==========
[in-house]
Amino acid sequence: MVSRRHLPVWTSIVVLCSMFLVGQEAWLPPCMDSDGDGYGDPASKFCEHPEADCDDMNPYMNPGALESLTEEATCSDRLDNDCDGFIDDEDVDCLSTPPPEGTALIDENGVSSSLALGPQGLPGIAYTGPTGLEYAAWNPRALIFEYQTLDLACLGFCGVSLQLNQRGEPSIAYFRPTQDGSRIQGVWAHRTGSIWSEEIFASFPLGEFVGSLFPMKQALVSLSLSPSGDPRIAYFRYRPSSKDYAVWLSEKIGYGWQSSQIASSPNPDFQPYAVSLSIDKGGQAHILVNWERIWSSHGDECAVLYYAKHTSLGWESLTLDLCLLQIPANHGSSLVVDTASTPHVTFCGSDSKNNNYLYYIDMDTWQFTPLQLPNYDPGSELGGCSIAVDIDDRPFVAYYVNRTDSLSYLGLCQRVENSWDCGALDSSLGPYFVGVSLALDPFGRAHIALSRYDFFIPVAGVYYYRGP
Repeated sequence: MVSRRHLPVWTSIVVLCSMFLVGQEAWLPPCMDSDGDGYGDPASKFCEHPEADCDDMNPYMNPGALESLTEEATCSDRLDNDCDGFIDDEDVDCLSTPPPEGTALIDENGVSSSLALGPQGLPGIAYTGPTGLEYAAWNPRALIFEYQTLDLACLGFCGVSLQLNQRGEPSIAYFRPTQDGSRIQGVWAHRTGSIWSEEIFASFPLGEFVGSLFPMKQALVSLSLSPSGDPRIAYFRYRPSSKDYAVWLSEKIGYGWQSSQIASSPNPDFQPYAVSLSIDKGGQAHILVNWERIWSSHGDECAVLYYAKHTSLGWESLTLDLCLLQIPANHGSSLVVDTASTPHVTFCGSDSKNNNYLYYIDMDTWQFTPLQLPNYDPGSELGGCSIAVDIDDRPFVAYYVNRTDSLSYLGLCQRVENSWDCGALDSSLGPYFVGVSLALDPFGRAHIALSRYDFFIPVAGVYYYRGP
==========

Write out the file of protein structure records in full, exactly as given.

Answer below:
[in-house]
Amino acid sequence: MVSRRHLPVWTSIVVLCSMFLVGQEAWLPPCMDSDGDGYGDPASKFCEHPEADCDDMNPYMNPGALESLTEEATCSDRLDNDCDGFIDDEDVDCLSTPPPEGTALIDENGVSSSLALGPQGLPGIAYTGPTGLEYAAWNPRALIFEYQTLDLACLGFCGVSLQLNQRGEPSIAYFRPTQDGSRIQGVWAHRTGSIWSEEIFASFPLGEFVGSLFPMKQALVSLSLSPSGDPRIAYFRYRPSSKDYAVWLSEKIGYGWQSSQIASSPNPDFQPYAVSLSIDKGGQAHILVNWERIWSSHGDECAVLYYAKHTSLGWESLTLDLCLLQIPANHGSSLVVDTASTPHVTFCGSDSKNNNYLYYIDMDTWQFTPLQLPNYDPGSELGGCSIAVDIDDRPFVAYYVNRTDSLSYLGLCQRVENSWDCGALDSSLGPYFVGVSLALDPFGRAHIALSRYDFFIPVAGVYYYRGP
Repeated sequence: MVSRRHLPVWTSIVVLCSMFLVGQEAWLPPCMDSDGDGYGDPASKFCEHPEADCDDMNPYMNPGALESLTEEATCSDRLDNDCDGFIDDEDVDCLSTPPPEGTALIDENGVSSSLALGPQGLPGIAYTGPTGLEYAAWNPRALIFEYQTLDLACLGFCGVSLQLNQRGEPSIAYFRPTQDGSRIQGVWAHRTGSIWSEEIFASFPLGEFVGSLFPMKQALVSLSLSPSGDPRIAYFRYRPSSKDYAVWLSEKIGYGWQSSQIASSPNPDFQPYAVSLSIDKGGQAHILVNWERIWSSHGDECAVLYYAKHTSLGWESLTLDLCLLQIPANHGSSLVVDTASTPHVTFCGSDSKNNNYLYYIDMDTWQFTPLQLPNYDPGSELGGCSIAVDIDDRPFVAYYVNRTDSLSYLGLCQRVENSWDCGALDSSLGPYFVGVSLALDPFGRAHIALSRYDFFIPVAGVYYYRGP